Barrie Deas, chief executive of the NFFO, said that mitigation measures had been ‘incredibly important, otherwise we would have seen fisheries closed down in the first half of the year’.
He pointed out that North Sea plaice and dab represented something like 75% of discards in the EU fleet that the discards ban campaign was built on. They are problem species, yet both continue to be discarded. Without mitigation measures – dab was no longer a TAC species and plaice is a high-survival species – the fleet would have been closed down.
He said it was difficult to know exactly what was going on, because it was impossible to monitor thousands of fishing vessels day and night.
Pete Bromley, harbour master at Sutton Harbour in Plymouth, owner and operator of Plymouth Fisheries, and spokesman for the British Ports Association, told the committee that there had been very few extra fish landed following the discards ban. This could be due to the effects of fishermen using more selective gear, and so catching fewer undersized fish.
He said that legislation must allow fishermen to make money and operate profitably, ‘otherwise laws will be bent’.
It was also pointed out that a high percentage of the catch in the South West consists of non-quota species that are not subject to the discards ban, so for many vessels it was ‘business as usual’ regardless of the ban, because it did not apply to much of their catch.
The committee will be taking further evidence later this month from fisheries minister Robert Goodwill and the MMO, on 29 May.
Under-10 quotas badly managed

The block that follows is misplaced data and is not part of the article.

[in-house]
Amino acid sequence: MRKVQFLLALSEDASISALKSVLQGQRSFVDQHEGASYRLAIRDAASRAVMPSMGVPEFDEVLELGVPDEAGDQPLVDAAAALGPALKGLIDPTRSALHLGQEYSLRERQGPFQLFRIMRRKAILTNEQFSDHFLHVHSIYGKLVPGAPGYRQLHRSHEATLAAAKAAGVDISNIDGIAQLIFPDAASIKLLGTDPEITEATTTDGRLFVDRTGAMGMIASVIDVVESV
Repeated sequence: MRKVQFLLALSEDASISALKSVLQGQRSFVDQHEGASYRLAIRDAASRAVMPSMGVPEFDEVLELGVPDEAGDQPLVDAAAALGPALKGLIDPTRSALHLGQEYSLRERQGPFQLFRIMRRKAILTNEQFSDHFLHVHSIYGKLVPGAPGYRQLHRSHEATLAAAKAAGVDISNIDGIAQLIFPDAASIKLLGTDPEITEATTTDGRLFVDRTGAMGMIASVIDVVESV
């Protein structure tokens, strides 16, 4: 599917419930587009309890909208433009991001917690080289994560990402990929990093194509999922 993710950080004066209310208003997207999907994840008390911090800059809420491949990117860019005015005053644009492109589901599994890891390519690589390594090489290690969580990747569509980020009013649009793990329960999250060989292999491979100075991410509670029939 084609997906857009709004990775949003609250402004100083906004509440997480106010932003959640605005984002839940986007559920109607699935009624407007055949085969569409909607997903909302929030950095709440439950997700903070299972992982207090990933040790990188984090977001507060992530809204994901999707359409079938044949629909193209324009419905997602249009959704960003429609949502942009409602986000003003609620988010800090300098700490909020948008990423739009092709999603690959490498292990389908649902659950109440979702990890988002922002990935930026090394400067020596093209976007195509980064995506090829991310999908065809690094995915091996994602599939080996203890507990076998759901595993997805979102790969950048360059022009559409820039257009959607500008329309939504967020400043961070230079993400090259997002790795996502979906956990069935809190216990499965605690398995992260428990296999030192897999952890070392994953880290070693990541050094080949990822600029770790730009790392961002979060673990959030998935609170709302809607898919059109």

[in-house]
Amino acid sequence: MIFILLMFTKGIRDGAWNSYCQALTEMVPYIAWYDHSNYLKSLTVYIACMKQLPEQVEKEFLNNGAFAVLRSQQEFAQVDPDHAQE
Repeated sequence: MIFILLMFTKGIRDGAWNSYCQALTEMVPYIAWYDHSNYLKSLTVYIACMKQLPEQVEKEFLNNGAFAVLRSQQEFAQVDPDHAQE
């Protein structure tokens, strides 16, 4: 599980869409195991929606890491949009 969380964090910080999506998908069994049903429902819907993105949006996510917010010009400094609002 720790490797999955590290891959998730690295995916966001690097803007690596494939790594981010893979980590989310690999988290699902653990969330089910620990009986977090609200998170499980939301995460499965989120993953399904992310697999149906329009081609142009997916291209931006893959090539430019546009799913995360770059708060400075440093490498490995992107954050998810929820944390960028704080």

Jerry Percy of NUTFA, representing the under-10m small-scale fleet, said that little had changed in the sector as a result of the discards ban.
He said that 80% of the small-scale fleet use passive gear – nets, pots and lines – that reduced discarding and were inherently more selective than towed gear, but that this did not mean discards were less of a problem for the under-10s.
One of the main reasons for discarding was a lack of quota, which was ‘a very significant problem’ for the under-10 fleet. They were disadvantaged by the market in quotas, because they had small quotas to start with, and did not have the money to rent quota, as bigger operators did.
Jerry Percy said this would get worse as quota became scarcer, and therefore more expensive, later in the year. The sector’s lack of quota as a cause of discarding was also exacerbated by small boats’ inability to move to other areas to avoid catching unwanted fish, unlike bigger vessels.
Jim Pettipher, chief executive of the Coastal PO, the membership of which is small-scale vessels, said that of the top 25 species that under-10s land, they have less than 2% of the available quota.
He criticised the MMO’s management of the under-10 quotas, but said this was because the staff were civil servants and not fishermen, and their priority was always to make sure that quota did not run out before the end of the year. But this approach meant that quota was not always there when the fish were, such as with area VIId cod, where its track record was ‘appalling’.
He said the MMO also did not have the staff and resources to manage quotas effectively.
Jerry Percy said the MMO had not prepared the inshore sector properly to cope with the discards ban. “The information given to the small-scale fleet is dire, and continues to be so,” he said.
He said a recent scientific paper showed that in the past 30 to 40 years, there had been 3,924 scientific papers about discarding, but only 164 of these examined the issue in relation to the small-scale fleet.